All the while grime-covered grandchildren wiped at runny noses as they sat spellbound on the floor near their grandfathers’ deathbeds, listening intently as they poked sticks into crackling fires and listlessly stirred boiling kettles of broth concocted for their dying grandfathers because it was the only thing old men could keep down, and their witch-like grandmothers had told them to do it and they knew their angry, lice-covered mothers would take the switch to them mercilessly if they didn’t. The children all knew these tales weren’t real at all, because the dead roses their grandfathers clung to were black and withered things, just like the world outside of them. Yet they were pretty tales to think of, and they thought maybe when they were bigger themselves they would escape this life and go out into the world to become bards or peddlers, and weave them into songs or stories to tell in front fires on their travels and perhaps earn an extra coin or even a kiss from a maiden they might pretend was their very own Sorceress.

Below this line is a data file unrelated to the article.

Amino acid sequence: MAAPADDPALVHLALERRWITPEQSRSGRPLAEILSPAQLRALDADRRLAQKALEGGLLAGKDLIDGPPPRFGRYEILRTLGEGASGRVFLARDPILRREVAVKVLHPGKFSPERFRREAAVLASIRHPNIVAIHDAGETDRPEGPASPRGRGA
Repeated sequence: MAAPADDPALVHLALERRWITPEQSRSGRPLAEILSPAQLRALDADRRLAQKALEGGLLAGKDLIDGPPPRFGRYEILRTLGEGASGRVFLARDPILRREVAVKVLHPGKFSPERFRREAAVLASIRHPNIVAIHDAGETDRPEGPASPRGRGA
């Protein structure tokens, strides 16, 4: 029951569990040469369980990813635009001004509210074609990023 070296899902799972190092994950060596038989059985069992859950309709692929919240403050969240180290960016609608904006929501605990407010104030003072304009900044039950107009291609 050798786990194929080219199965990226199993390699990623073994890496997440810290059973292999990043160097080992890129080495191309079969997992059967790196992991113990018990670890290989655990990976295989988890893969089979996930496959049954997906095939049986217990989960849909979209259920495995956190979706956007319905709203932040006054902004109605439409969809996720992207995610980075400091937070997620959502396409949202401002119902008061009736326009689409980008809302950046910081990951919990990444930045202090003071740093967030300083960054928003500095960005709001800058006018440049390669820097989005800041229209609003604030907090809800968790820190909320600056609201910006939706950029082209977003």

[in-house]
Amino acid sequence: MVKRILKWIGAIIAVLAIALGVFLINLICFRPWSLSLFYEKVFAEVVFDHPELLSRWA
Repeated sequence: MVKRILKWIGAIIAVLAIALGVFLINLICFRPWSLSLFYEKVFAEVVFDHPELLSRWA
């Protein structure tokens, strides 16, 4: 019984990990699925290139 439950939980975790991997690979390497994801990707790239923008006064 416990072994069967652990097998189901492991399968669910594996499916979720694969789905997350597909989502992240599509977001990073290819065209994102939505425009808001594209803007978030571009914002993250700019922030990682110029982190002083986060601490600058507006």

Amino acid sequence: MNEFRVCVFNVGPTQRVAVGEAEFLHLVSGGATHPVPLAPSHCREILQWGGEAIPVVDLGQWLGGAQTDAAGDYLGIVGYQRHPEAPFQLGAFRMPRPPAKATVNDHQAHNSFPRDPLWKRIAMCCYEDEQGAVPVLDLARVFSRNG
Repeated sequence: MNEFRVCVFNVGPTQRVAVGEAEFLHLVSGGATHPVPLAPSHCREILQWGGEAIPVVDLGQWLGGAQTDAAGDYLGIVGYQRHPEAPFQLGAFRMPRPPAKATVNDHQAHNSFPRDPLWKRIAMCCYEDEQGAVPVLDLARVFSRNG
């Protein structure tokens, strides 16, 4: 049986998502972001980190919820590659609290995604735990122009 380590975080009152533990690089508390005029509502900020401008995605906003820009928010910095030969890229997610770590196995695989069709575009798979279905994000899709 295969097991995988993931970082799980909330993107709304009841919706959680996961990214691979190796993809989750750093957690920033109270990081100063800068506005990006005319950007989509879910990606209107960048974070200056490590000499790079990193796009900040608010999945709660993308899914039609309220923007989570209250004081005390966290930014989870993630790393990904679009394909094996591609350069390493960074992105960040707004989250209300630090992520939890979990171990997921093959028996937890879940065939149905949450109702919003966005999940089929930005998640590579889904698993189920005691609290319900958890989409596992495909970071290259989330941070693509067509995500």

There were, once upon a time in this same land, fretful wizards who saw the beauty and power of the Sorceress’ magic – they glimpsed, in the choking smoke splutters from their spell-castings, her enchanted flowers and streams of glittering waterfalls with mermaids that splashed in rainbow pools and unicorns and the elusive Pegasus of lore that ate from her fingers, that allowed her, and only her, to tame them and ride them, barebacked, into inky night skies glittering with stars and wisps of clouds, softly snorting as she combed their manes with her deft fingers, untangling the barbs and massaging their neck muscles of knots. The visions blinded the wizards, awoke lecherous lusts to understand the Sorceress and her magic, so they could use it in their own spells. The most talented wizards knew how to cast dark spells of furious magic that made them rich men, bringing creatures of mystic forests to their knees in supplication, and offering them fantastic treasures which incurred them favor and honor with kings and lords. Yet even their most powerful magic always seemed to lack the kind of true strength they suspected existed in the world, dominance that rightfully ought to belong to them, and only them. The wizards deepest needs were hungers that often matted far down in the nethermost caverns of the murkiest parts of their souls, the bottom of black abysses. So the wizards were never quite sure what their desires actually were, but sensed if they could just possess the right magic, the kind of power only known to gods and goddesses, they would finally be able to access their every need, wishes even their own souls were unaware of, and their dominance would be realized, and quite permanent.